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Allergy

 

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Common IgE Allergy Symptoms:

 One or more allergen-specific IgE antibody tests are usually ordered when a person has signs or symptoms that suggest an allergy to one or more substances. Signs and symptoms may include:

  • Hives
  • Dermatitis
  • Eczema
  • Red itchy eyes
  • Coughing, nasal congestion, sneezing
  • Asthma
  • Itching and tingling in the mouth
  • Abdominal pain, or vomiting and diarrhea

How is it used?

 The allergen-specific IgE antibody test is a blood test used to screen for an allergy to a specific substance or substances if someone has acute or chronic allergy symptoms. This is especially true if symptoms are recurrent and appear to be tied to triggers, such as exposures to particular foods or environments, and if other family members are known to have allergies.

A variety of different types of allergy tests may be performed by exposing a person to different substances. The usefulness of these tests, however, can be affected by skin conditions, such as significant dermatitis or eczema, and by medications, such as antihistamines, steroids (like cortisone, hydrocortisone, prednisolone, methylprednisolone, and prednisone) and certain anti-depressants.  With some tests there is also the potential for severe reactions, including a severe reaction that may be life-threatening. In these cases, the allergen-specific IgE antibody test may be ordered as an alternative, as it is performed on a blood sample and does not have an effect on the person being tested.

The allergen-specific IgE antibody test may also be done to monitor immunotherapy (desensitization) or to see if a someone has outgrown an allergy.  It can only be used in a general way, however, as the level of IgE present does not correlate to the severity of an allergic reaction, and someone who has outgrown an allergy may have a positive IgE for many years afterward.

The RAST Test:

A RAST (RadioAllergoSorbent Test) is a blood test done to look for Immunoglobulin E (IgE), an allergic antibody.  IgE is a protein in our body that attaches to food proteins to start an IgE mediated allergic reaction.  To have an IgE mediated allergic reaction, you need to have IgE to the food in question.  A RAST test looks for IgE in your blood. This test can’t tell you if you will react or how severely you will react, but tells you that you have IgE against the food.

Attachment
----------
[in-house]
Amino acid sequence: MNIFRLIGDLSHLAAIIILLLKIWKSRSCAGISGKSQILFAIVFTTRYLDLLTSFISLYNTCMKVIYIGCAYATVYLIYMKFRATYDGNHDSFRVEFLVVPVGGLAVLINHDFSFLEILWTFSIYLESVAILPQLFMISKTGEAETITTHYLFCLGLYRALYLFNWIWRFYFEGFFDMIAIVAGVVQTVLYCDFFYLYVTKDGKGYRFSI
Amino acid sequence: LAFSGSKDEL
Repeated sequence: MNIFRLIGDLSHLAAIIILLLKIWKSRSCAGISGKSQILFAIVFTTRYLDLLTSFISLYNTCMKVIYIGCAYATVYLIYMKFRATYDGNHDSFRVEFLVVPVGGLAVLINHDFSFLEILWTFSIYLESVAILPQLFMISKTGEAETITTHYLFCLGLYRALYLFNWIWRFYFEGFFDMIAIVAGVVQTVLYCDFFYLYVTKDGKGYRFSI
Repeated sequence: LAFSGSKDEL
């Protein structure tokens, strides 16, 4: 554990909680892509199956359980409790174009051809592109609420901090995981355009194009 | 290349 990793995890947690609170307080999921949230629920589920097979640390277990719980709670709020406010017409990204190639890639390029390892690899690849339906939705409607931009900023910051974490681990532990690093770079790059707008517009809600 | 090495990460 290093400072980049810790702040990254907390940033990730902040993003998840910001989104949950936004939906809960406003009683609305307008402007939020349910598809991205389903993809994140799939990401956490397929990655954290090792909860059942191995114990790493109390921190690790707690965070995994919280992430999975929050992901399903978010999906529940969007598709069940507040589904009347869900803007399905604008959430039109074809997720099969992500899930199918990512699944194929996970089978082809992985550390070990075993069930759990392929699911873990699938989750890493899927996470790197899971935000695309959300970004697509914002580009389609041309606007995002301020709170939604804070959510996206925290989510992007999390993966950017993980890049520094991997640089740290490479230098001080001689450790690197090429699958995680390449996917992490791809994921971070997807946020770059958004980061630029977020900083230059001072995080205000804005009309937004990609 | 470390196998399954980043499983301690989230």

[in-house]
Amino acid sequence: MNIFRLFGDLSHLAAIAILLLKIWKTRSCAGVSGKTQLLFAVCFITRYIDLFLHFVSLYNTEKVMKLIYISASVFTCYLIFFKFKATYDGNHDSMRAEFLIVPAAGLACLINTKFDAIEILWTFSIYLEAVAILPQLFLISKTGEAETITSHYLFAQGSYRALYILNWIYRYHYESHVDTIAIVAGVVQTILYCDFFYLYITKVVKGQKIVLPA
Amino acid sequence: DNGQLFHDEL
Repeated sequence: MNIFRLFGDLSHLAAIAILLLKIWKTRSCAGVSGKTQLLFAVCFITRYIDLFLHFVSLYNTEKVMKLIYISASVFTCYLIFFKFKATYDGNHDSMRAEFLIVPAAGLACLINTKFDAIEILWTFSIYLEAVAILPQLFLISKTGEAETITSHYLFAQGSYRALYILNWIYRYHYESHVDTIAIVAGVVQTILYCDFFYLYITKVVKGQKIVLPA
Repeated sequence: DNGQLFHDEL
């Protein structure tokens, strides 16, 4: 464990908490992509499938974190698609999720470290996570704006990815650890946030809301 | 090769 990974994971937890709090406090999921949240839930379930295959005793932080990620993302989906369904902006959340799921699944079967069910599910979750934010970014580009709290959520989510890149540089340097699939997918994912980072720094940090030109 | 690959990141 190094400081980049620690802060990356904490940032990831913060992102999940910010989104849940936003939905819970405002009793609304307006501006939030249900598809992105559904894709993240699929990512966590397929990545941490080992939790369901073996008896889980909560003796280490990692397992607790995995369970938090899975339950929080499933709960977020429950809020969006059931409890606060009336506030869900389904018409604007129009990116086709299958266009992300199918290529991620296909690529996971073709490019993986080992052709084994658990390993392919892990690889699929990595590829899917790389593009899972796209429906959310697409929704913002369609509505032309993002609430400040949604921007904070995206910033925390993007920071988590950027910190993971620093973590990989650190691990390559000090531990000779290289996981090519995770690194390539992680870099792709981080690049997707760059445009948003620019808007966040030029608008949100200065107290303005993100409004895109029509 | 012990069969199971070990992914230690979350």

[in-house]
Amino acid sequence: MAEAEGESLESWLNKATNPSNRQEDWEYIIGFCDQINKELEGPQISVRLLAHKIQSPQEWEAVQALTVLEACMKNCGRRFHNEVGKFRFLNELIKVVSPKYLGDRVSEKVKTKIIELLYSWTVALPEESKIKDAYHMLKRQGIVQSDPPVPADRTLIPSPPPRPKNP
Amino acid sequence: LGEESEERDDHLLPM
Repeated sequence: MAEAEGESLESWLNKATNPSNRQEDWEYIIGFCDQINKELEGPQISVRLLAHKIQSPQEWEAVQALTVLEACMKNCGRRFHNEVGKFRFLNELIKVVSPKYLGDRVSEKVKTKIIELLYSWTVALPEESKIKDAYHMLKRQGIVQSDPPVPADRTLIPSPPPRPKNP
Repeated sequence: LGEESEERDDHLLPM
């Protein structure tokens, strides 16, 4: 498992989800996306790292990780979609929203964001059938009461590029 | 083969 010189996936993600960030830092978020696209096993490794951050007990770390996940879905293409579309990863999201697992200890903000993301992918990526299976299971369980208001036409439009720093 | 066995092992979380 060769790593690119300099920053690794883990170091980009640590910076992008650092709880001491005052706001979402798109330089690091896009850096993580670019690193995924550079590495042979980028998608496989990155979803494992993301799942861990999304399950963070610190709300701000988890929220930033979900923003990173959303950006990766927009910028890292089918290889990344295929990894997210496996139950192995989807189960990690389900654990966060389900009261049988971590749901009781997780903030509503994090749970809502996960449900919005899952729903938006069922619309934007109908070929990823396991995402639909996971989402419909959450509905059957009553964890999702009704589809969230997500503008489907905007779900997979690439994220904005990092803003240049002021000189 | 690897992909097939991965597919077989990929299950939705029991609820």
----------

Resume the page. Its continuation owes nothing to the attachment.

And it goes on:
A negative test, especially in IgE antibody mediated food allergy, is very reliable to suggest that that patient may not have an allergic reaction or a serious life threatening reactions. A positive test really requires that you see your physician to correlate your clinical history back with that positive test to understand if that food should be taken out of your diet and avoided to prevent future allergic responses.

Skin Tests are the Most Common (Specific Methods Vary):

The prick test (or scratch) test is one of the most commonly used tests by allergists. The skin is pricked so the allergen (allergy causing) substance goes under the skin’s surface. Then a small amount of suspected allergen substances are applied on the “scratched” skin of the forearm, upper arm, or the back most commonly. A health care provider closely evaluates the skin for signs of a reaction: such as swelling and/or redness at the site. Reactions to these allergens usually occur within 15-20 minutes or less. Multiple allergens can be tested at the same time.

Intradermal skin test is a method very similar to the scratch test. It involves injecting a small amount of allergen under the skin and watching for a classic “allergic” reaction at the injection site.  It is often used when testing is being done to find out if you are allergic to something specific, such as bee venom or penicillin.